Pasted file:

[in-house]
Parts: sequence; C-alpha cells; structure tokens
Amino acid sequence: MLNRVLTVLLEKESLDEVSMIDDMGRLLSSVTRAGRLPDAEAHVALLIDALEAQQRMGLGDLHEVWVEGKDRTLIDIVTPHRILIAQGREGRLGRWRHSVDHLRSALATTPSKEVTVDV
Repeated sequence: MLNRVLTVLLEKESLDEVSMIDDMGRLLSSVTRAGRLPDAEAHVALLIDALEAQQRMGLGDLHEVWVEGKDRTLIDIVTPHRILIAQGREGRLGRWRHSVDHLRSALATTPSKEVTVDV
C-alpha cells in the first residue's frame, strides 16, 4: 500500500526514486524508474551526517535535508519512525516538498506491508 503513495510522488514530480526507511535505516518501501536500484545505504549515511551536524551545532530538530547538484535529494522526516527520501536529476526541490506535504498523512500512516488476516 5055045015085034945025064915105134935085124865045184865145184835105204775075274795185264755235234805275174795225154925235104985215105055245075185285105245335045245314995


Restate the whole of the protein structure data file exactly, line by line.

[in-house]
Parts: sequence; C-alpha cells; structure tokens
Amino acid sequence: MLNRVLTVLLEKESLDEVSMIDDMGRLLSSVTRAGRLPDAEAHVALLIDALEAQQRMGLGDLHEVWVEGKDRTLIDIVTPHRILIAQGREGRLGRWRHSVDHLRSALATTPSKEVTVDV
Repeated sequence: MLNRVLTVLLEKESLDEVSMIDDMGRLLSSVTRAGRLPDAEAHVALLIDALEAQQRMGLGDLHEVWVEGKDRTLIDIVTPHRILIAQGREGRLGRWRHSVDHLRSALATTPSKEVTVDV
C-alpha cells in the first residue's frame, strides 16, 4: 500500500526514486524508474551526517535535508519512525516538498506491508 503513495510522488514530480526507511535505516518501501536500484545505504549515511551536524551545532530538530547538484535529494522526516527520501536529476526541490506535504498523512500512516488476516 5055045015085034945025064915105134935085124865045184865145184835105204775075274795185264755235234805275174795225154925235104985215105055245075185285105245335045245314995